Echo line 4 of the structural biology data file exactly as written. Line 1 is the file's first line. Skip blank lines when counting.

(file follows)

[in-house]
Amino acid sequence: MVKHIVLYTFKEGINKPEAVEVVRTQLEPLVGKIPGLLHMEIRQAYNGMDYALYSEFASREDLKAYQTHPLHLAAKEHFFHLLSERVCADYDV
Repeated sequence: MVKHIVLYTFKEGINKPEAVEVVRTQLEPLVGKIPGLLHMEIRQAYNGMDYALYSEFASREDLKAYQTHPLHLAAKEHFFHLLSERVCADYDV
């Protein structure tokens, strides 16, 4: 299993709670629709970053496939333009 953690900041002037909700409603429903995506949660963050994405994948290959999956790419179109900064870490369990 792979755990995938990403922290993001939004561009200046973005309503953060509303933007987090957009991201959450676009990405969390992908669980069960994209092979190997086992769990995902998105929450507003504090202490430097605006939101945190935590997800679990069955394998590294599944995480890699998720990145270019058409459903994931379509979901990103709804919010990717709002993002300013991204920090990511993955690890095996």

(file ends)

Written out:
């Protein structure tokens, strides 16, 4: 299993709670629709970053496939333009 953690900041002037909700409603429903995506949660963050994405994948290959999956790419179109900064870490369990 792979755990995938990403922290993001939004561009200046973005309503953060509303933007987090957009991201959450676009990405969390992908669980069960994209092979190997086992769990995902998105929450507003504090202490430097605006939101945190935590997800679990069955394998590294599944995480890699998720990145270019058409459903994931379509979901990103709804919010990717709002993002300013991204920090990511993955690890095996």